Year of Project: 2005
Trees Planted:50,000

In July of 2002, the Pines Fire started just north of the town of Julian, California burning the majority of the San Felipe Valley Wildlife Area, a property owned by the … Read More

Volcan Mountain Operation Re-Green

Year Planted: 2005

Trees Planted: 50,000
Location: California

In July of 2002, the Pines Fire started just north of the town of Julian, California burning the majority of the San Felipe Valley Wildlife Area, a property owned by the state of California and jointly managed by the CA Department of Forestry and Fire Protection (CDF) and the Ca Department of Fish and Game (DFG). The north mountain parcel, known as Volcan Mountain, was purchased with a combination of state Wildfire Conservation funding and federal Forest Legacy Program grant funds. The property, which is open to the public, is managed for wildlife habitat and forestry education. Due to the heavy fuels, time of year and topography, the extremely hot temperatures generate by this fire consumed much of the naturally accumulated seed bank contained in the soil and mulch. This has resulted in an insignificant amount of natural conifer regeneration over the majority of the once forested landscape. Presently, much of the area is devoid of vegetation except for some areas of annual grasses and brush. The granitic soil is exposed and continues to erode. In collaboration with the DFG Biologist, those areas proposed for rehabilitation will be reforested in accordance with planting regimes focusing on three eventual habitat types. American Forests helped plant 50,000 trees this year.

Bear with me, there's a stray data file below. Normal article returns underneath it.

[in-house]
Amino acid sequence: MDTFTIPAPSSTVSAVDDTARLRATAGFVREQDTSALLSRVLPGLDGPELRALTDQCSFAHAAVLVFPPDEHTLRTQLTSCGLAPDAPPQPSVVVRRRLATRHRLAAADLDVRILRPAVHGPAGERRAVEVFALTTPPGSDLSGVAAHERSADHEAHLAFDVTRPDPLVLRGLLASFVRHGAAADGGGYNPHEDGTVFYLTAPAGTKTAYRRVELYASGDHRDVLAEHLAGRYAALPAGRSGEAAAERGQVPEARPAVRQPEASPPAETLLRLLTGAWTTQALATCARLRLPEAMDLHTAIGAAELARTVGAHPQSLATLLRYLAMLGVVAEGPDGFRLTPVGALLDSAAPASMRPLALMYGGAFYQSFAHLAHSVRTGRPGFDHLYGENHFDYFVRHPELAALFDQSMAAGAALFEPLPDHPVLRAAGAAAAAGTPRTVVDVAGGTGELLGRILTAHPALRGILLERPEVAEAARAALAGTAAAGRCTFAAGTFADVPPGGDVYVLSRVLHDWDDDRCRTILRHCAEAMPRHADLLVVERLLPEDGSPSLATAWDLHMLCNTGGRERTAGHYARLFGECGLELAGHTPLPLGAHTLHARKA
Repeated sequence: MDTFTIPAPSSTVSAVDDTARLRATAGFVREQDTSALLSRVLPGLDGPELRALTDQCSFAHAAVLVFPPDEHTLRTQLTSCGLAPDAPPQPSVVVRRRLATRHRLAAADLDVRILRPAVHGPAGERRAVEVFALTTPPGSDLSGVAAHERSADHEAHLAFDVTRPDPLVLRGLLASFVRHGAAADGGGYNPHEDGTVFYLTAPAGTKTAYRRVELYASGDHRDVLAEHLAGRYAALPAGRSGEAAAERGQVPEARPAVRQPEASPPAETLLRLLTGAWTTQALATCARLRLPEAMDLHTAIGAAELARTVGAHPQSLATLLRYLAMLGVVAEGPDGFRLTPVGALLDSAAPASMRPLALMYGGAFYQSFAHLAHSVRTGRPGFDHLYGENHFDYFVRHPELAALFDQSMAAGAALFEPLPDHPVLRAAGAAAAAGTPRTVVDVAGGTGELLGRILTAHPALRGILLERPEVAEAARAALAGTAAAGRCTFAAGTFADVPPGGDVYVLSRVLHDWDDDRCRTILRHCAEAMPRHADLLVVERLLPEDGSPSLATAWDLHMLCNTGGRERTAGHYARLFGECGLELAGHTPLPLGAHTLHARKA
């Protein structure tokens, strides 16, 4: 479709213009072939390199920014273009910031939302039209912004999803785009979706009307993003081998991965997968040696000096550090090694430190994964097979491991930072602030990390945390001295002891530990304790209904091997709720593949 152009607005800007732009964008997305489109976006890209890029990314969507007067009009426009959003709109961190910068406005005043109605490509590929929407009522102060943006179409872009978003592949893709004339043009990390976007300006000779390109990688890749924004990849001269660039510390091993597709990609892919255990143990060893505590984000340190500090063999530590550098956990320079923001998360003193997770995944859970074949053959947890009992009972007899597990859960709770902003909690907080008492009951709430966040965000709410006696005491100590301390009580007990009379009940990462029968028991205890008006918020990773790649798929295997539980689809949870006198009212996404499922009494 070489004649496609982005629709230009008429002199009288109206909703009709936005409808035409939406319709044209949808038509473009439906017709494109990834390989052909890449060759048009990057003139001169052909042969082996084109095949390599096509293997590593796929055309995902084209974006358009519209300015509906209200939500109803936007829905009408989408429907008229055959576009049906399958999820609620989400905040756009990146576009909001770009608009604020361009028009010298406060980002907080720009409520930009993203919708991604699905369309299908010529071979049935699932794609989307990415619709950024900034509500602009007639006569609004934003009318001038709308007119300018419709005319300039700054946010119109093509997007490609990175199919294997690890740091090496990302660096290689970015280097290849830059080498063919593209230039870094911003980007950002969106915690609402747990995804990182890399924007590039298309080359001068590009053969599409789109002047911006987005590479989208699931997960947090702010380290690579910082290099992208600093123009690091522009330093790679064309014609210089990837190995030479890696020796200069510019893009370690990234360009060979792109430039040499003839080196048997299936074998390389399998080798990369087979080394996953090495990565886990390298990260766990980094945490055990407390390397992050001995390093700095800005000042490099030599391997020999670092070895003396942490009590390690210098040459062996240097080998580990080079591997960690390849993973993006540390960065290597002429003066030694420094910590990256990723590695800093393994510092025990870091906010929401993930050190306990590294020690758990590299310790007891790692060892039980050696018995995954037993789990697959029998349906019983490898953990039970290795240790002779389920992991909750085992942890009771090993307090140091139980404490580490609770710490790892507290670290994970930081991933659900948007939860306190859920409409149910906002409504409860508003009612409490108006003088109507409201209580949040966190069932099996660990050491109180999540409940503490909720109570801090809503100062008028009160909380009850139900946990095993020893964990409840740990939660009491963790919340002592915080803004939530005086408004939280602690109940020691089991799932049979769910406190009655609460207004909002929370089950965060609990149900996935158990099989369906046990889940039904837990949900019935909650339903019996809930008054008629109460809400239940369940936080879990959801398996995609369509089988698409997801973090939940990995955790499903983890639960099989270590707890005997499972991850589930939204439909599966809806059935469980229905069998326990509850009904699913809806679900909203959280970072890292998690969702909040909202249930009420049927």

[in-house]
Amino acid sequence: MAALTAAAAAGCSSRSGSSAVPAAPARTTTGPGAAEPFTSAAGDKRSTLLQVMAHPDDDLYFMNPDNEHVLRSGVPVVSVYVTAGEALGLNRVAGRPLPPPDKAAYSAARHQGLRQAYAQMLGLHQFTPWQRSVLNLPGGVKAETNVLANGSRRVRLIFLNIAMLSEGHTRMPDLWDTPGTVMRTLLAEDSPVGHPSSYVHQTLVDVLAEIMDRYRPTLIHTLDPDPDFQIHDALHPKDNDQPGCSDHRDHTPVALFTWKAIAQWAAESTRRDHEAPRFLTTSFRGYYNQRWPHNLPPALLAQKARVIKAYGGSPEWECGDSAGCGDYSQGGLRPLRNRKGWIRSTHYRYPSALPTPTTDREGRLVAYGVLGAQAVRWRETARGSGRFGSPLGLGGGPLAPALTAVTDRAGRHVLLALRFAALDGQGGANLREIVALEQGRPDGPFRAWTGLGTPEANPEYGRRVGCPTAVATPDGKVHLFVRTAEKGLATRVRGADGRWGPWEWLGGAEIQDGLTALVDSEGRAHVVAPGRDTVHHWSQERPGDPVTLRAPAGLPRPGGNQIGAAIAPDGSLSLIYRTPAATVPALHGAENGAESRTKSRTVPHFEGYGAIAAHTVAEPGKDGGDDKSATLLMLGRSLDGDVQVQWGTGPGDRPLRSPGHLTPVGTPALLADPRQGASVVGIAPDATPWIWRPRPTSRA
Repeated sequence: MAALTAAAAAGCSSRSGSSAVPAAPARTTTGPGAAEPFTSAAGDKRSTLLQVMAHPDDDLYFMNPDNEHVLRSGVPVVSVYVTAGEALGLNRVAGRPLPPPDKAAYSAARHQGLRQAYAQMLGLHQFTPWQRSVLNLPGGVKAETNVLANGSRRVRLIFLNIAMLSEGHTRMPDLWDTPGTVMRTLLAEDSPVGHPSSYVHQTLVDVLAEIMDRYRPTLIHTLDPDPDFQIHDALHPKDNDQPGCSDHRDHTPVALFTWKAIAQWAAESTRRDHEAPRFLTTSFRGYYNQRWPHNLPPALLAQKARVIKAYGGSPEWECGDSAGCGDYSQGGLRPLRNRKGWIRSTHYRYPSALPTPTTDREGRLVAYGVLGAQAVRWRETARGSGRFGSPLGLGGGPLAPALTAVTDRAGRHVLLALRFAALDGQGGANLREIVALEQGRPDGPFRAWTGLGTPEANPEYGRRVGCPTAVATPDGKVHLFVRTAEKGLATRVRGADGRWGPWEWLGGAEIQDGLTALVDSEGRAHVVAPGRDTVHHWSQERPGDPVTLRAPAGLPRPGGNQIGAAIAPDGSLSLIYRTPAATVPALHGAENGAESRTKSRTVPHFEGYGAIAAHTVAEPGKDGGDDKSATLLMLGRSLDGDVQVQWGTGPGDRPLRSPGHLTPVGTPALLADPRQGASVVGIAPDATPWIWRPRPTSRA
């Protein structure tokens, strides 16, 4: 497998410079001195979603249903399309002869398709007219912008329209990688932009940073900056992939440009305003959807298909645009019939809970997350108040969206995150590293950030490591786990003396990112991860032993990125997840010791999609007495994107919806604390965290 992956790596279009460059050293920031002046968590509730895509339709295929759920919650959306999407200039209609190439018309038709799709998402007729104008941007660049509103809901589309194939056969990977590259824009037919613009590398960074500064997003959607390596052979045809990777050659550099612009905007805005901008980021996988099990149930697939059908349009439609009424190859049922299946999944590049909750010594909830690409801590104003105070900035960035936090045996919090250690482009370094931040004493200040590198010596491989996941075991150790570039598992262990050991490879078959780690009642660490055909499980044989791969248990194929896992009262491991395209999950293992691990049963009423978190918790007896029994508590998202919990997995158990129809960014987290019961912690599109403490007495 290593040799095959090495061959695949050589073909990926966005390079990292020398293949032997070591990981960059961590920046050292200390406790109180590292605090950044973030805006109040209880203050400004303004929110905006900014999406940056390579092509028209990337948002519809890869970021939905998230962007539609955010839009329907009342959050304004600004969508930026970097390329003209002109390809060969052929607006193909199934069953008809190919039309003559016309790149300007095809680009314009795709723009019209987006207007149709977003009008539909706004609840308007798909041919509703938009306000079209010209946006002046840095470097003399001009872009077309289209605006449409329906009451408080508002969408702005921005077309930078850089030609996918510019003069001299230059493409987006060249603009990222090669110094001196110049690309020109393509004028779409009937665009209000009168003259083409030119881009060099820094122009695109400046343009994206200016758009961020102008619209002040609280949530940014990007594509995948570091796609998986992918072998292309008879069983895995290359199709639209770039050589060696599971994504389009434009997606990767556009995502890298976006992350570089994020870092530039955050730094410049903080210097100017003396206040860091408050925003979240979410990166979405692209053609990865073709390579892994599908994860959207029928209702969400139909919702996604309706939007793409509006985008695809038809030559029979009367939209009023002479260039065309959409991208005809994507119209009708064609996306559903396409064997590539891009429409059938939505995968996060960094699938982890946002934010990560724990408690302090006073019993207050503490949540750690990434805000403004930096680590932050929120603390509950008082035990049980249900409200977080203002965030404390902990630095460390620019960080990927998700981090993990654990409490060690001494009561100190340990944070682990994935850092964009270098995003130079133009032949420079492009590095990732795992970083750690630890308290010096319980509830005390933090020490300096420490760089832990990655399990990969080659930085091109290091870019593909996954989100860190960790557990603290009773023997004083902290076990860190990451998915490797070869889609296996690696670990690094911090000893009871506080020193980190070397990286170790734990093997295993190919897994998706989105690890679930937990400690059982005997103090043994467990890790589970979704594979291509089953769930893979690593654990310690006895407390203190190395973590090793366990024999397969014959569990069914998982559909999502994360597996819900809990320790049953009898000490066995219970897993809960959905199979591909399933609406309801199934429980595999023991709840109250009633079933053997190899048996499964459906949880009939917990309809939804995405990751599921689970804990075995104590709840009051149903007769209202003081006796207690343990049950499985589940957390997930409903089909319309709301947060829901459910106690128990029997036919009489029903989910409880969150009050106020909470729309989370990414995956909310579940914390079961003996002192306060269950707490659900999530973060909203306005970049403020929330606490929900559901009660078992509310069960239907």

Volcan Mountain Operation Re-Green

Year Planted: 2005
Trees Planted: 50,000
Location: California

In July of 2002, the Pines Fire started just north of the town of Julian, California burning the majority of the San Felipe Valley Wildlife Area, a property owned by the state of California and jointly managed by the CA Department of Forestry and Fire Protection (CDF) and the Ca Department of Fish and Game (DFG). The north mountain parcel, known as Volcan Mountain, was purchased with a combination of state Wildfire Conservation funding and federal Forest Legacy Program grant funds. The property, which is open to the public, is managed for wildlife habitat and forestry education. Due to the heavy fuels, time of year and topography, the extremely hot temperatures generate by this fire consumed much of the naturally accumulated seed bank contained in the soil and mulch. This has resulted in an insignificant amount of natural conifer regeneration over the majority of the once forested landscape. Presently, much of the area is devoid of vegetation except for some areas of annual grasses and brush. The granitic soil is exposed and continues to erode. In collaboration with the DFG Biologist, those areas proposed for rehabilitation will be reforested in accordance with planting regimes focusing on three eventual habitat types. American Forests helped plant 50,000 trees this year.


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